Conlin was swift with the press release after Grassley's Nay on the Judiciary committee re: Elena Kagan for Supreme Court:
    “Senator Grassley opposes Wall Street reform, he opposes extending unemployment benefits to thousands of jobless Iowans and now he opposes filling the Supreme Court vacancy despite decades of support for past nominations. Senator Grassley's failure to act on unemployment benefits is costing Iowans food and shelter. He gave $700 billion to Wall Street but refused to hold them accountable and now he's casting only his second vote against a Supreme Court nominee in his thirty years in the U.S. Senate."
    Like they said: tough challenge.

    Tuesday clips

    Tuesday's notes

    One of my long time one-stop shops, Blognetnews, appears to be no more.

    What good is "seniority" when Chuck Grassley is voting NO on Wall Street reform, NO on health care, NO on Sotomayor (and you know Kagan next)... Here's an idea: let's make Tom Harkin Iowa's senior senator!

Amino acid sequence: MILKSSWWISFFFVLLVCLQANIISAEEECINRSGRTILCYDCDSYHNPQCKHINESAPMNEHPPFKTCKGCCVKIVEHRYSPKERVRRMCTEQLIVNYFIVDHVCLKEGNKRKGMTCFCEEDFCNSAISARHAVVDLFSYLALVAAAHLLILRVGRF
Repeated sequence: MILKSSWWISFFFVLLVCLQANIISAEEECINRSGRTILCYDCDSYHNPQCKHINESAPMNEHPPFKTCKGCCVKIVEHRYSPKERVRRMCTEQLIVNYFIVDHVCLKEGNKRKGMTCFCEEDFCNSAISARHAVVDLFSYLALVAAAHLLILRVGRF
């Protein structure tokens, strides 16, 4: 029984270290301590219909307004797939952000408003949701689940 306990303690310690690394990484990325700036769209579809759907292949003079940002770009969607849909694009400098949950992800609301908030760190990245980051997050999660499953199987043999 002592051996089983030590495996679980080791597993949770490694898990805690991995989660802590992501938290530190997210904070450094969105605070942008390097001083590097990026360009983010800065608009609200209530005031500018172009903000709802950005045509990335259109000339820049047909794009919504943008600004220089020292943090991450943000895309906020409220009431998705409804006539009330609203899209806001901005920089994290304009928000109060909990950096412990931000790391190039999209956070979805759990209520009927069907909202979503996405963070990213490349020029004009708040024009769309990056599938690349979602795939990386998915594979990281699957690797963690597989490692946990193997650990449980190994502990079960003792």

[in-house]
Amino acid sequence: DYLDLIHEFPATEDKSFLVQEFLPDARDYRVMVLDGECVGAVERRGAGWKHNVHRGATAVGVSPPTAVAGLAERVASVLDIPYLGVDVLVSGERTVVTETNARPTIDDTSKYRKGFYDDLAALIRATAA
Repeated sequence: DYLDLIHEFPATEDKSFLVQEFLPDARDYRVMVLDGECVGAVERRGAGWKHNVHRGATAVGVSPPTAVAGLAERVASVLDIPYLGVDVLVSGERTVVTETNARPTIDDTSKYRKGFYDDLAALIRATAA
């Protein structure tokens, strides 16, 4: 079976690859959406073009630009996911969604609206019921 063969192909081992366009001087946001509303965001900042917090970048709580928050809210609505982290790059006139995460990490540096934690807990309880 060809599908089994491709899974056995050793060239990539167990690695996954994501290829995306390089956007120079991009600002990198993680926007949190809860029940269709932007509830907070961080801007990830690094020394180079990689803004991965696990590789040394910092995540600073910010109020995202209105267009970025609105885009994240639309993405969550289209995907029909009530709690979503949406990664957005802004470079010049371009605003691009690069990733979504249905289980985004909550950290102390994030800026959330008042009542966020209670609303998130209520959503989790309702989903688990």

And all my $1 bills still have Henry Paulson's name on them. When does Geithner start signing the money? I thought Obama hired him for his tiny handwriting so he can sign all the money...

    Monday, July 19, 2010

    Money in Key Legislative Races

    A flurry of finance reports

    It's information overload time for political numbers junkies, and Iowa's state candidates had campaign finance reports due today. Here's a quick look at some of the more interesting legislative races.

    A LOT of qualifiers here. The parties are at the most brutal stage of their triage process, deciding which races to take seriously and which ones to let go. There's a lot of unopposed or barely opposed incumbents that you don't see here. Their money tends to go to parties, who then spend it on the critical races.